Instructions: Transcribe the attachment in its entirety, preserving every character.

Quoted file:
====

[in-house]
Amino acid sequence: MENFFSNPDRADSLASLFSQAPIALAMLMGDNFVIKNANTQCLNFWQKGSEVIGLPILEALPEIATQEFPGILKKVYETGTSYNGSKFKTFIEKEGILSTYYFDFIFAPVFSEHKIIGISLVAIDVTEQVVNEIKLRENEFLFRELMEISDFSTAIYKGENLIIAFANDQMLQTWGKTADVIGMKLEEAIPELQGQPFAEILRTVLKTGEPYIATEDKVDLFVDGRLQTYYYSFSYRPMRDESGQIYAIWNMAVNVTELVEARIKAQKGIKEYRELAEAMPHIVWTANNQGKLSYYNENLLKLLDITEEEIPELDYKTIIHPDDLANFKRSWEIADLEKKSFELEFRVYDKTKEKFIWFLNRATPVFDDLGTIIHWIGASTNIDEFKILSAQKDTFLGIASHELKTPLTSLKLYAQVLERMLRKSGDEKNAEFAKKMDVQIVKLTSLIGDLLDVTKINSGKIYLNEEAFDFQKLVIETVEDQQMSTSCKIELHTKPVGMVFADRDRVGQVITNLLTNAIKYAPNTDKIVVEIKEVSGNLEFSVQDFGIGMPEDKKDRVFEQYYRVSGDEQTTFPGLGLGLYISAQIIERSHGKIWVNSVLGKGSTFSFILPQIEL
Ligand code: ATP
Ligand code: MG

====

[in-house]
Amino acid sequence: MENFFSNPDRADSLASLFSQAPIALAMLMGDNFVIKNANTQCLNFWQKGSEVIGLPILEALPEIATQEFPGILKKVYETGTSYNGSKFKTFIEKEGILSTYYFDFIFAPVFSEHKIIGISLVAIDVTEQVVNEIKLRENEFLFRELMEISDFSTAIYKGENLIIAFANDQMLQTWGKTADVIGMKLEEAIPELQGQPFAEILRTVLKTGEPYIATEDKVDLFVDGRLQTYYYSFSYRPMRDESGQIYAIWNMAVNVTELVEARIKAQKGIKEYRELAEAMPHIVWTANNQGKLSYYNENLLKLLDITEEEIPELDYKTIIHPDDLANFKRSWEIADLEKKSFELEFRVYDKTKEKFIWFLNRATPVFDDLGTIIHWIGASTNIDEFKILSAQKDTFLGIASHELKTPLTSLKLYAQVLERMLRKSGDEKNAEFAKKMDVQIVKLTSLIGDLLDVTKINSGKIYLNEEAFDFQKLVIETVEDQQMSTSCKIELHTKPVGMVFADRDRVGQVITNLLTNAIKYAPNTDKIVVEIKEVSGNLEFSVQDFGIGMPEDKKDRVFEQYYRVSGDEQTTFPGLGLGLYISAQIIERSHGKIWVNSVLGKGSTFSFILPQIEL
Ligand code: ATP
Ligand code: MG